National Health Service partnership
The College of Medicine and Health works closely with the NHS to build clinical research excellence capacity in the region; through continued professional development (CPD) to build the skills profile of the workforce; and deliver health improvements in a regional context.
Our joint commitment to the highest standards of medical education contributes to the essential modernisation required to deliver the government’s NHS Plan and our region’s requirements. It also ensures the right environment to support the way doctors are trained in line with the General Medical Council’s guidance, 'Tomorrow’s Doctors'.
The Medical School works with the following NHS Trusts and partners to deliver our medical education:
- Royal Devon and Exeter NHS Foundation Trust
- Royal Cornwall Hospitals NHS Trust
- Northern Devon Healthcare NHS Trust
- Torbay and South Devon NHS Foundation Trust
- Devon and Cornwall Partnership Trusts
- GP Practices across Devon and Cornwall
- Northern, Eastern and Western Devon Clinical Commissioning Group
- Health Education England South West
In addition to our work with regional NHS partner Trusts, the College has successfully managed to create numerous research partnerships and has gained significant funding from organisations such as the National Institute for Health Research (NIHR) and the Medical Research Council (MRC) to help build its research capacity steadily in a very testing financial environment.
PenCLAHRC is the National Institute for Health Research (NIHR) Collaboration for Leadership in Applied Health Research and Care (CLAHRC) South West Peninsula.
The NIHR PenTag unit is a team of researchers within Evidence Synthesis & Modelling for Health Improvement (ESMI) that specialise in conducting health technology assessment for national policy makers in England and Wales. PenTAG is one of several university-based research groups in the UK contracted to produce high quality systematic reviews and economic analyses of health technologies for NICE, the UK National Screening Committee and the NIHR HTA programme.
The NIHR Exeter Clinical Research Facility facilitates clinical and translational (from "bench to bedside") research for the benefit of patients in the West Country.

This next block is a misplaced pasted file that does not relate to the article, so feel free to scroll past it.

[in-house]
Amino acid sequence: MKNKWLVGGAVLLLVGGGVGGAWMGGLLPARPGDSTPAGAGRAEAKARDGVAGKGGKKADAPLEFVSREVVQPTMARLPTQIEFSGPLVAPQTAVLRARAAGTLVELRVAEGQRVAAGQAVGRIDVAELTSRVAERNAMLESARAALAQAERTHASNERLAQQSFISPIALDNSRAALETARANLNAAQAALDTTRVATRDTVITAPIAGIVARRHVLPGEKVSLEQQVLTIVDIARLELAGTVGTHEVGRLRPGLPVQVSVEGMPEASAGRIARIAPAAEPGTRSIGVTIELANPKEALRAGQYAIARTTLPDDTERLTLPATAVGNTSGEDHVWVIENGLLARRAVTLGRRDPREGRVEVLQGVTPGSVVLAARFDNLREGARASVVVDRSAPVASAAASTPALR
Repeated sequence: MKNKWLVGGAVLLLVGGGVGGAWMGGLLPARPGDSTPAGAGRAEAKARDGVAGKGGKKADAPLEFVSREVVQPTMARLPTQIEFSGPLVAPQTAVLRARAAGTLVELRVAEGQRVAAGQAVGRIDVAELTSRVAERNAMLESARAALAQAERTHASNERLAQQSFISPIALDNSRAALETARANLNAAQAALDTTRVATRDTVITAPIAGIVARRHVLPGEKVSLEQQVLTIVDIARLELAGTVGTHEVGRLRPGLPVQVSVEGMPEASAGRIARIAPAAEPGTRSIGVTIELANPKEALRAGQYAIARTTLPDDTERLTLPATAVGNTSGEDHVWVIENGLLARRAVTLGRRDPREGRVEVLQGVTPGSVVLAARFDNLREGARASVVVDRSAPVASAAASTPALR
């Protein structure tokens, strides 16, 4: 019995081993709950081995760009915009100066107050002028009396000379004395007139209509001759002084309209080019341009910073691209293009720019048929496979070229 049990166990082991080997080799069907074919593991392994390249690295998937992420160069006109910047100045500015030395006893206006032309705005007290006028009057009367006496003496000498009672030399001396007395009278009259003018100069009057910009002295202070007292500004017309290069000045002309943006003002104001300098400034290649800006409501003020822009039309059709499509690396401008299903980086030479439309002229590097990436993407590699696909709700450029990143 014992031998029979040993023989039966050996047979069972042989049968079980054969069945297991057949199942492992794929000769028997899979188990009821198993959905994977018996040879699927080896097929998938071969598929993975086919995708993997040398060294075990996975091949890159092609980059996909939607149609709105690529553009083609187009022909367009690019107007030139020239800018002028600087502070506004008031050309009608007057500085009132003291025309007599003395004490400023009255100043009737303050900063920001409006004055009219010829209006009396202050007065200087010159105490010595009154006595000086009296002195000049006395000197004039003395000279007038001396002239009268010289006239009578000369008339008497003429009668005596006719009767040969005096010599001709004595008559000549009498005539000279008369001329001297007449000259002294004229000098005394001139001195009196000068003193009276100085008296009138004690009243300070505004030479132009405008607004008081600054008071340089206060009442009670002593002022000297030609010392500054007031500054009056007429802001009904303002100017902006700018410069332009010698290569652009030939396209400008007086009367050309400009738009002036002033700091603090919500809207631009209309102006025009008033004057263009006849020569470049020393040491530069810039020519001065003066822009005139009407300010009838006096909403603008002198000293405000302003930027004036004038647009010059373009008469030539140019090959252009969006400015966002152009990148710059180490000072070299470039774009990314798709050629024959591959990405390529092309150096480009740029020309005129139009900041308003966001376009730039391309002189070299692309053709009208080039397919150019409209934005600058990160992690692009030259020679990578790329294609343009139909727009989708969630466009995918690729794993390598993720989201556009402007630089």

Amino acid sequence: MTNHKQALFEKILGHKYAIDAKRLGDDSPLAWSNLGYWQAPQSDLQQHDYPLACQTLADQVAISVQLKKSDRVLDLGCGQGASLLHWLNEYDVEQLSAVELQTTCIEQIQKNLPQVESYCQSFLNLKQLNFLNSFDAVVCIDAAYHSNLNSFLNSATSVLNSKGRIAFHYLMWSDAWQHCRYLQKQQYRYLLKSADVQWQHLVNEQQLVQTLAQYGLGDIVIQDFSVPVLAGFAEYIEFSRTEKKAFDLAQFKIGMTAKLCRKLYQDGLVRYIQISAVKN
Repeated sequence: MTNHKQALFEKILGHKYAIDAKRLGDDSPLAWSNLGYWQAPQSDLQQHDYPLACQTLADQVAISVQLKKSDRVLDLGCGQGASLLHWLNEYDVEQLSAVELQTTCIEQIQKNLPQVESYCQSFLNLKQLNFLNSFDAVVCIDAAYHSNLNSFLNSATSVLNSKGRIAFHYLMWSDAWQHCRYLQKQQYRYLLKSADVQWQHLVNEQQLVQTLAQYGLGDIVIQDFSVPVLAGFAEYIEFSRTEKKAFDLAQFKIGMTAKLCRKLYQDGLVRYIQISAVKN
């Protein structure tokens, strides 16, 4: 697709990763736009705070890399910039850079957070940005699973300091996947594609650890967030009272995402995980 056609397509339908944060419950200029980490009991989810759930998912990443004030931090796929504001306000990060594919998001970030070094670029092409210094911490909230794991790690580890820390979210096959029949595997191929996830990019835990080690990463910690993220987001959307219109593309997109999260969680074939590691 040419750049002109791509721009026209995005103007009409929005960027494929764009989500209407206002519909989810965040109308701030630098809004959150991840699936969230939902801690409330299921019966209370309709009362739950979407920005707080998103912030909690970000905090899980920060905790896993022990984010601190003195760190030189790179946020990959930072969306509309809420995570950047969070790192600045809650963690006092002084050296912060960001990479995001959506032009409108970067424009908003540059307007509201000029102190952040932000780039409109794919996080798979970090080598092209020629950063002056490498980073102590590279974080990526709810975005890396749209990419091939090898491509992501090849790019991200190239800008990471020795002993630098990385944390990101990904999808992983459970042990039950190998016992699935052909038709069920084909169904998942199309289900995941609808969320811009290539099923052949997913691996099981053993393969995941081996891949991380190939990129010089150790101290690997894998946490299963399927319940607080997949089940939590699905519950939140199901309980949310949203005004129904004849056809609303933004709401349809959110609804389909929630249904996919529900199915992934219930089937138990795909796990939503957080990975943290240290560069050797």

Specifically developed to provide support in the form of facilities and staff to medical researchers in the region, it supports an extensive range of research projects and provides facilities including a vascular medicine research suite, a clinical research suite, molecular biology facilities, an MRI research centre and two treatment rooms adapted for paediatric research.
The main gateway for public participation in CRF research is through the Exeter 10,000 project, which aims to engage 10% of the adult population of Exeter and the surrounding areas in research. This study is a research register and a biobank. By participating in a 30 minute health assessment, volunteers donate samples that may be used hundreds of times in the future by scientists who are studying the causes of disease.
Exeter is the relationship holder for the Peninsula Quintiles Prime site which results in the South West being a preferred partner for clinical trials from Quintiles and also to work strategically with Quintiles to enhance clinical trials delivery in the South West.
The Medical School is a key partner in this project, led by the Royal Devon & Exeter NHS Foundation Trust. It is one of the 11 centres in England that will jointly lead the 100,000 Genomes Project and is anticipated to contribute 4,200 genomes from people living in Devon, Cornwall and Somerset. This landmark project will give new insights into cancer biology, new ways of diagnosing rare disease and new treatments for patients in the NHS and throughout the world.
The network brings together all of the region's NHS Trusts, all four Clinical Commissioning Groups and two Universities to improve and sustain the healthcare system for current and future generations of patients and prioritise funding solutions for problems which affect the largest numbers of patients and put the greatest stress on our health care systems in the South West.